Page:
COEUR d’ALENE — A North Idaho man convicted of involuntary manslaughter in Bonner County was sentenced Monday to 10 months in prison for illegally possessing a firearm.
George Jonathan Bondurant, 35, of Bonners Ferry, will have to serve three years of supervised release after he’s released from a federal lockup, U.S. Attorney Wendy J. Olson announced on Tuesday.
U.S. District Judge Edward Lodge also ordered Bondurant to forfeit the firearm he illegally possessed and to perform 120 hours of community service.
Bondurant was barred from possessing a firearm due to his felony conviction in a 1999 involuntary manslaughter case. Bondurant was accused of shooting his 34-year-old girlfriend to death at his parents’ home on Shingle Mill Road.
Bondurant contended Kathryn Jean Oliver committed suicide, although forensic evidence indicated she could not have shot herself. Bondurant was charged with first-degree murder, although it was subsequently reduced to involuntary manslaughter through a plea agreement.
Judge James Michaud sentenced Bondurant to a fixed 10-year prison term, the strongest sentence available to the court.
Bondurant was charged in federal court with unlawfully possessing a 20-gauge Remington shotgun in May. He pleaded guilty in September, federal prosecutors said.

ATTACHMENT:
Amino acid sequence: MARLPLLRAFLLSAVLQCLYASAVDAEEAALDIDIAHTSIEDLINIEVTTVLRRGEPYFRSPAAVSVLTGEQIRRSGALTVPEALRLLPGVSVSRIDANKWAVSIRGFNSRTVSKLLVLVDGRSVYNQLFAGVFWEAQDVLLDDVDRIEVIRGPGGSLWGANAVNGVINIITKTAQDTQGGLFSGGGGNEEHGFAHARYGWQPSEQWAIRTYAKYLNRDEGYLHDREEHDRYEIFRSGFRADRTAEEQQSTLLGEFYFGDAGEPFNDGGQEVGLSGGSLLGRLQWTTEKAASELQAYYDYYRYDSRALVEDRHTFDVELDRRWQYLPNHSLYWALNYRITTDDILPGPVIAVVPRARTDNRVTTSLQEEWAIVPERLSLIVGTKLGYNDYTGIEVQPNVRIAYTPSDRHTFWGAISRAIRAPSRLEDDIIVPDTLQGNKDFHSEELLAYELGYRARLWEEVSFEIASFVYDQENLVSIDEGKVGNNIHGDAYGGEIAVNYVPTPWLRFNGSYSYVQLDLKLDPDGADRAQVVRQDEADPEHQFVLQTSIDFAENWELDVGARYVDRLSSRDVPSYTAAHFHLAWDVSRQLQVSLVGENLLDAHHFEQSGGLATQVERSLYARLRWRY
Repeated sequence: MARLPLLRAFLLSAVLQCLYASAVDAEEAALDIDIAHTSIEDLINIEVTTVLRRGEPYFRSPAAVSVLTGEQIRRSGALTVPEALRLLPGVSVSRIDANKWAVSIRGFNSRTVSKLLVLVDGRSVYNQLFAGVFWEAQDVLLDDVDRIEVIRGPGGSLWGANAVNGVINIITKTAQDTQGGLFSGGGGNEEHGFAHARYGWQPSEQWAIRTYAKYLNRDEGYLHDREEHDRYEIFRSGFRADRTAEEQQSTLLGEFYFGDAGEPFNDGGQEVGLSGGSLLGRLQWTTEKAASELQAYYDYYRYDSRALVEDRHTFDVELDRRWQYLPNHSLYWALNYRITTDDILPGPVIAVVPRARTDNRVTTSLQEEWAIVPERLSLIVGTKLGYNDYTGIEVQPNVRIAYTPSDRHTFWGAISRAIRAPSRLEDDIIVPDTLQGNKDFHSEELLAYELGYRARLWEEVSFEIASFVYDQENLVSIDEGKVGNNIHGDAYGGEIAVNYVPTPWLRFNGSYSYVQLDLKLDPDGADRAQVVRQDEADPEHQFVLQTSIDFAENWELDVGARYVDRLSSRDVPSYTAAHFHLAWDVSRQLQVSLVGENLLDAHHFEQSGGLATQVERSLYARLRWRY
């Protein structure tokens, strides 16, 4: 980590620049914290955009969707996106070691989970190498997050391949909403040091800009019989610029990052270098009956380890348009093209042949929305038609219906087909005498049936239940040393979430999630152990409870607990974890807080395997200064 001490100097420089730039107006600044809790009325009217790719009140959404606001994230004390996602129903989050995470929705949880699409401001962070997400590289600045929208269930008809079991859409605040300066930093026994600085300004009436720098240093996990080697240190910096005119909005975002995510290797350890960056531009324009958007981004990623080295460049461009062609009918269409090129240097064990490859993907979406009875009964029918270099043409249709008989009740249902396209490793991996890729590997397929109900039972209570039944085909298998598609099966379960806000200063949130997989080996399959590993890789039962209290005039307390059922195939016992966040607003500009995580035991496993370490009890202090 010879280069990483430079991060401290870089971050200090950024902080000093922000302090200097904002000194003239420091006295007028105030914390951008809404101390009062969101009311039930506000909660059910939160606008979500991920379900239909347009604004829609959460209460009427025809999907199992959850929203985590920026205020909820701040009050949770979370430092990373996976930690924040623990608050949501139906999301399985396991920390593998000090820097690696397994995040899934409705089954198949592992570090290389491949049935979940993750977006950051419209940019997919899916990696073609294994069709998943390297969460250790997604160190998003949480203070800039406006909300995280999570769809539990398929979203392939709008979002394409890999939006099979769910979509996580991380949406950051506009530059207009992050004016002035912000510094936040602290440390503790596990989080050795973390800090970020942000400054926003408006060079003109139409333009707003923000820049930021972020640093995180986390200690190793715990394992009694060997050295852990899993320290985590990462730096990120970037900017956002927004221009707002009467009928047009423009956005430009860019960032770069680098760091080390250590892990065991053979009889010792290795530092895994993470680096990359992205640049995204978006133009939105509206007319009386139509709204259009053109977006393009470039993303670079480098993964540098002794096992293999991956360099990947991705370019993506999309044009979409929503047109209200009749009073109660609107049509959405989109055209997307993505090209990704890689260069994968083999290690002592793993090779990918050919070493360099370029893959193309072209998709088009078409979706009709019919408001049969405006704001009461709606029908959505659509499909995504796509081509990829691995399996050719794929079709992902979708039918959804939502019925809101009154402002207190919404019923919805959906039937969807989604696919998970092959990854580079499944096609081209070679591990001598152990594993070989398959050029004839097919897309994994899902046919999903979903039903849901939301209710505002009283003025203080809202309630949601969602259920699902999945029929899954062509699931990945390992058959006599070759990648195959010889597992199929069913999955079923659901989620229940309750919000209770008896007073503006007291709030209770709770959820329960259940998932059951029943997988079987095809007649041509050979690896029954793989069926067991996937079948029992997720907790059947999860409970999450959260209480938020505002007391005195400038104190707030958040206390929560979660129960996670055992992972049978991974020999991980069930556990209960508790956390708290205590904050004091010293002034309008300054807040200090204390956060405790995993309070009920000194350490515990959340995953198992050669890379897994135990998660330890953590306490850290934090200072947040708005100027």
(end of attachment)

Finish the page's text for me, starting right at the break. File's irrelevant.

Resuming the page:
The case was investigated by the North Idaho Violent Crimes Task Force, which is a Federal Bureau of Investigation-sponsored Safe Streets Task Force comprised of North Idaho law-enforcement agencies, including the Bonner County Sheriff’s Office.
The task force also participates with the United States Postal Inspection Service, the Drug Enforcement Administration, the U.S. Marshals Service, the Bureau of Alcohol, Tobacco, Firearms & Explosives, U.S. Immigration and Customs Enforcement’s Homeland Security Investigations, and coordinates as needed with the Joint Terrorism Task Force U.S. Border Patrol, and U.S. Forest Service.
The NIVCTF investigates a myriad of violent crimes, including armed robbery, kidnapping, felonious assault and drug trafficking. The case was prosecuted as part of Idaho’s Project Safe Neighborhoods Program, which seeks to reduce gun violence in Idaho.